Book Series Medieval Women: Texts and Contexts, vol. 26

Nuns’ Literacies in Medieval Europe: The Hull Dialogue

Virginia Blanton, Veronica O'Mara, Patricia Stoop (eds)

  • Pages: xxxiv + 370 p.
  • Size:156 x 234 mm
  • Illustrations:25 b/w, 6 tables b/w.
  • Language(s):English, Middle English
  • Publication Year:2013

  • ISBN: 978-2-503-53972-0
  • Hardback
  • Available
  • ISBN: 978-2-503-54055-9
  • E-book
  • Available

This is the first concentrated study to examine the literacy of nuns in a comparative fashion and at the same time pays close attention to the individual textual and cultural complexities.


"In vier Sektionen präsentieren siebzehn Forscherinnen und Forscher ihre Erkenntnisse über Lese- und Schreibpraktiken in mittelalterlichen europäischen Frauenkonventen. So entsteht eine breite Palette von Fallstudien unterschiedlicher Größe und Ausrichtung, die insgesamt ein ungemein vielfältiges und breites Bild nicht nur der Schriftkultur, sondern des weiblichen Religiosentums insgesamt ergeben - der Plural "Literacies" im Titel ist wegweisend für den ganzen Band." (Cordelia Hess, in: Sehepunkte, Ausgabe 14 (2014), Nr. 7/8)

"Bringing together in this volume studies on medieval nuns at religious houses in eight countries and integrating work by scholars in many disciplines (who deal with archival sources in seven languages) is a broad and ambitious undertaking. The book lays the groundwork for future studies of the thousands of manuscripts and documents left by nuns in the Middle Ages. The approaches to studying them, the array of issues addressed, and an extensive bibliography make this volume an essential part of any introduction to medieval women and their books." (Anne- winston-Allen, in: Manuscripta, 58.1, 2014, p. 138-142)

"This fascinating collection advances our knowledge of medieval nuns' literacy, but shows that it is still uneven." (Alexandra Barratt, in: Parergon, 31.2, 2014, p. 143-144)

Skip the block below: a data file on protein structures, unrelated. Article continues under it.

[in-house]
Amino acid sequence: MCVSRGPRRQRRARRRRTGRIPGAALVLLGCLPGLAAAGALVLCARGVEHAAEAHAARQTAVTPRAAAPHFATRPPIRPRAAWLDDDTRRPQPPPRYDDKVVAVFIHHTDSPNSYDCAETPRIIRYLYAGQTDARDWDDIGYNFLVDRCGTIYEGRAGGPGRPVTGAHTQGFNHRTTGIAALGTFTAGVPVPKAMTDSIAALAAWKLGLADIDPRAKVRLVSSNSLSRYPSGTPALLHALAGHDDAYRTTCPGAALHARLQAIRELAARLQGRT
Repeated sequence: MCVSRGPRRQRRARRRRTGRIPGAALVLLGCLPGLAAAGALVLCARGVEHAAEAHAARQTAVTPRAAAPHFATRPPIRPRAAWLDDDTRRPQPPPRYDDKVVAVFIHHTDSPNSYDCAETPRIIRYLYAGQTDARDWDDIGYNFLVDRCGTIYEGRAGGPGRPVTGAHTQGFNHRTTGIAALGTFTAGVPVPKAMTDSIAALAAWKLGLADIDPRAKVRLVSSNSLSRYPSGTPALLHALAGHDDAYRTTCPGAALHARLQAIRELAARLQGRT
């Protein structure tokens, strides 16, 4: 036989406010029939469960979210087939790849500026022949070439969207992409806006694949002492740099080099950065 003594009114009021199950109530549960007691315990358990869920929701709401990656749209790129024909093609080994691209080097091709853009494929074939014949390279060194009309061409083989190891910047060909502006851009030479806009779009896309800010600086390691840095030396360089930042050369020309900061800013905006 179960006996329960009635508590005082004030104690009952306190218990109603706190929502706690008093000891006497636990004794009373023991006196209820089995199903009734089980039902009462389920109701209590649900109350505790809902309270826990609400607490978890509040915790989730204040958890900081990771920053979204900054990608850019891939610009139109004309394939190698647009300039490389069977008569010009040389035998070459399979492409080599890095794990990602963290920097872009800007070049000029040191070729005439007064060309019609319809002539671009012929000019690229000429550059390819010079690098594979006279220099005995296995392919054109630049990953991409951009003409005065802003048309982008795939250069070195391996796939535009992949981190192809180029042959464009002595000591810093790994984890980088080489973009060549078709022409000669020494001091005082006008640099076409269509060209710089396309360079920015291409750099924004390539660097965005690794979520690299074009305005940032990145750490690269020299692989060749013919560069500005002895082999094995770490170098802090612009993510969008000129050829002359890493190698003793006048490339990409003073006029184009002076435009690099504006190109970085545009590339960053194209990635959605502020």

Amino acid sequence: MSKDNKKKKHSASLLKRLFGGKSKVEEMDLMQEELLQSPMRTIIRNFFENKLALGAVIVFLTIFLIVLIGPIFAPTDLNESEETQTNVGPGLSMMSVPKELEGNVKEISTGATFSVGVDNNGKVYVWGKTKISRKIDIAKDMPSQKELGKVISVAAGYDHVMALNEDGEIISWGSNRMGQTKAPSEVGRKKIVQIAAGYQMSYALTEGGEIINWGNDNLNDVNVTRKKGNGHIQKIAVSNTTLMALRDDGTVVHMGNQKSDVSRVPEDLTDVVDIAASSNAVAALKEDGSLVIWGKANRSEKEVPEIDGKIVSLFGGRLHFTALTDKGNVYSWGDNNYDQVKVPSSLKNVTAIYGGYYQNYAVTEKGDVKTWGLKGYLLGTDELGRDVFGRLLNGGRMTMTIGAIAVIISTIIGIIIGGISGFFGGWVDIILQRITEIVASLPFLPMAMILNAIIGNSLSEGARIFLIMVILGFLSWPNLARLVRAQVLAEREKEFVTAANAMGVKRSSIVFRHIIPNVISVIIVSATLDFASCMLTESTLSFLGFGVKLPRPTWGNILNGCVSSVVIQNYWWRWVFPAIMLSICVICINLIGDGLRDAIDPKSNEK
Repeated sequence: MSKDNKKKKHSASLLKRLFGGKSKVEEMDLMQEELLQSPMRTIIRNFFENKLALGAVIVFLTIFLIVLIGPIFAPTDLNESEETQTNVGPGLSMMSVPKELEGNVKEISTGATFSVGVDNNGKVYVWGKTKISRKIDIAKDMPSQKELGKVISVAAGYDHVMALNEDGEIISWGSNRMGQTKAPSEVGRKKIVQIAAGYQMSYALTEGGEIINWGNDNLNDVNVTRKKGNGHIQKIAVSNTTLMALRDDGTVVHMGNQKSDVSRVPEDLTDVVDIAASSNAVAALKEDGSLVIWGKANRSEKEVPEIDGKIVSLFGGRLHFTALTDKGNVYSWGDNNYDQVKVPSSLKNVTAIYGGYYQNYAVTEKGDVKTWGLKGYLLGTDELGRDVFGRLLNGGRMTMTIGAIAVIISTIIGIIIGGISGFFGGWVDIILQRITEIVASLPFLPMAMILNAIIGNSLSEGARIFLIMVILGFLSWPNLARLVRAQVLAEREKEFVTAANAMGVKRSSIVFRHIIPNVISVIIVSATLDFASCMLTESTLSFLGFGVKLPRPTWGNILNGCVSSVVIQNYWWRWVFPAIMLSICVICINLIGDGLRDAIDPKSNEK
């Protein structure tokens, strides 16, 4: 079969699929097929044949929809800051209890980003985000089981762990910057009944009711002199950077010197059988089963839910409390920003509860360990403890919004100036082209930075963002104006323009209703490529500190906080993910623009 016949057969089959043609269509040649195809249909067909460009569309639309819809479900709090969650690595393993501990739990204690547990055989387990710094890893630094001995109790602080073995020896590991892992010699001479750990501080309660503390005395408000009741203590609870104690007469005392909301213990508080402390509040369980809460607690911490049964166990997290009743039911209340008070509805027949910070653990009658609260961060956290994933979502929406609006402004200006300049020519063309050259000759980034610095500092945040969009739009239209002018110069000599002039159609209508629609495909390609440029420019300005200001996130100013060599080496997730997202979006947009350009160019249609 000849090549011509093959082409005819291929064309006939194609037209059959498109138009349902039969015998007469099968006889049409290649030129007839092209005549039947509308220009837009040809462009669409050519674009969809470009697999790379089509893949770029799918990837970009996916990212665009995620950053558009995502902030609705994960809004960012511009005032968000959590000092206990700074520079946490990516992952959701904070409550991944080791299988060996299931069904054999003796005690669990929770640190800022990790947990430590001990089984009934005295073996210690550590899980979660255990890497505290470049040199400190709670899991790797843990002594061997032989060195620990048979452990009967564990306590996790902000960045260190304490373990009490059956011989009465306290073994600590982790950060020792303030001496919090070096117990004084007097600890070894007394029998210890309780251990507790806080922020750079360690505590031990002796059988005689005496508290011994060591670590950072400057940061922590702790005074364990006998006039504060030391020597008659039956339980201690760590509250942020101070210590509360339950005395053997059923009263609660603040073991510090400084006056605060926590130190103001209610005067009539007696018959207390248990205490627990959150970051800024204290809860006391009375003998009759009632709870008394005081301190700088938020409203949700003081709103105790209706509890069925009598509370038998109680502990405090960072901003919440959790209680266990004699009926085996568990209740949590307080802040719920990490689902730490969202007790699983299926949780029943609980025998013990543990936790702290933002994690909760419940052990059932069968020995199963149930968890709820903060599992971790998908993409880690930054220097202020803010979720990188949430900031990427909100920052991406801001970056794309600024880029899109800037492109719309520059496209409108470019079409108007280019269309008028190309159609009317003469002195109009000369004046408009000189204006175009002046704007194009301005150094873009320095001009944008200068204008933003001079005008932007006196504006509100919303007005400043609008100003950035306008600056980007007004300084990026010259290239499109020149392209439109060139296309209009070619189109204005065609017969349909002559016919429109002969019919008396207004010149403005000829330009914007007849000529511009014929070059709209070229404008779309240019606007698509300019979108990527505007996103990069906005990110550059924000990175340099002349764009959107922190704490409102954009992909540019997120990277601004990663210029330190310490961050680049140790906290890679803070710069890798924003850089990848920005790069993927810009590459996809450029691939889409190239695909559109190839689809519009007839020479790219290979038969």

"This beautifully produced and generously illustrated volume brings together seventeen essays and an introduction from scholars working on the broad question of northern European nuns’ literacies and literary habits across the medieval period. (...) Bringing together so many approaches and critical traditions can create some difficulty in presentation and organization: my one criticism of the collection concerns the overwhelmingly dense footnotes in the introduction, for instance, and in several of the essays. In these cases the footnotes are used to provide exhaustive bibliographic information — useful and important, certainly, but potentially distracting and overwhelming on the page. As the intent of many of the footnotes seems to be to demonstrate the range of the field and the critical conversations in which the chapters intervene, a larger bibliography organized thematically around questions for “further reading” might have been more effective. But this is a small criticism and shouldn’t detract from the many accomplishments of this rich and multiply diverse collection. Bridging national, geographic, and historical boundaries, these essays are a welcome addition to ongoing scholarship on female literacy, convent scribal and literary activity, and medieval religious practices." (Jacqueline Jenkins, in Speculum 91/1, 2016, p. 178-180)

"Ce volume d'actes bien conçu autour d'un projet de recherche ambitieux et innovant est une réussite. (...) The Hull Dialogue ouvre des perspectives heuristiques pour les médiévistes qui se consacrent à l'histoire des femmes. Il intéressera aussi les historiens du livre, de l'enseignement, de la vie religieuse et de la culture au sens large. Quant à l'histoire du genre, Nun's Literacies nuance les clichés tenaces de la misogynie des clercs. Même si le paternalisme affleure, plusieurs cas présentés ici montrent un respect mutuel et une collaboration effective. On attend avec impatience et curiosité les deux volumes suivants." (Thérèse de Hemptinne, in: Revue Mabillon, n.s. 26, 2015, p.338-339)